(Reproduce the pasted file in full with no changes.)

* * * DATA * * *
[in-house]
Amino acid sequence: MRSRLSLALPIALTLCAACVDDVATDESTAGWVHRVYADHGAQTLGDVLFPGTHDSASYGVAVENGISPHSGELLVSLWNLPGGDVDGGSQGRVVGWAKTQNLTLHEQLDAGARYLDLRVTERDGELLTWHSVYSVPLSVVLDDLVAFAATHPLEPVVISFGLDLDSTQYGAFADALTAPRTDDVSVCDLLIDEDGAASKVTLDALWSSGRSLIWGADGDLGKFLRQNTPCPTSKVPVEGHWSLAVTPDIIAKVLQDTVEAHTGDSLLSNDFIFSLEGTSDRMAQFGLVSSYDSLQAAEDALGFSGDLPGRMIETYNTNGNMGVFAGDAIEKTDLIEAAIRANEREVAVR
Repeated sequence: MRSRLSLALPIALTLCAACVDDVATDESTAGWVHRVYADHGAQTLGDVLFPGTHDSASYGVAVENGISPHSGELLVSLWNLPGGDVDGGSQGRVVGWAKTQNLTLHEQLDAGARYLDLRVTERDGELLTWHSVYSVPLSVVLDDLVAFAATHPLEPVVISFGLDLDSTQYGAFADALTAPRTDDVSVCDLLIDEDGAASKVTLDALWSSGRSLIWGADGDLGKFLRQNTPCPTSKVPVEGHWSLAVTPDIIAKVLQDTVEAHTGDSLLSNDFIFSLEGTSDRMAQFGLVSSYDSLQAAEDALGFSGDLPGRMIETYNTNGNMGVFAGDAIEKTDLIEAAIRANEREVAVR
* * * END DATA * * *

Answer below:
[in-house]
Amino acid sequence: MRSRLSLALPIALTLCAACVDDVATDESTAGWVHRVYADHGAQTLGDVLFPGTHDSASYGVAVENGISPHSGELLVSLWNLPGGDVDGGSQGRVVGWAKTQNLTLHEQLDAGARYLDLRVTERDGELLTWHSVYSVPLSVVLDDLVAFAATHPLEPVVISFGLDLDSTQYGAFADALTAPRTDDVSVCDLLIDEDGAASKVTLDALWSSGRSLIWGADGDLGKFLRQNTPCPTSKVPVEGHWSLAVTPDIIAKVLQDTVEAHTGDSLLSNDFIFSLEGTSDRMAQFGLVSSYDSLQAAEDALGFSGDLPGRMIETYNTNGNMGVFAGDAIEKTDLIEAAIRANEREVAVR
Repeated sequence: MRSRLSLALPIALTLCAACVDDVATDESTAGWVHRVYADHGAQTLGDVLFPGTHDSASYGVAVENGISPHSGELLVSLWNLPGGDVDGGSQGRVVGWAKTQNLTLHEQLDAGARYLDLRVTERDGELLTWHSVYSVPLSVVLDDLVAFAATHPLEPVVISFGLDLDSTQYGAFADALTAPRTDDVSVCDLLIDEDGAASKVTLDALWSSGRSLIWGADGDLGKFLRQNTPCPTSKVPVEGHWSLAVTPDIIAKVLQDTVEAHTGDSLLSNDFIFSLEGTSDRMAQFGLVSSYDSLQAAEDALGFSGDLPGRMIETYNTNGNMGVFAGDAIEKTDLIEAAIRANEREVAVR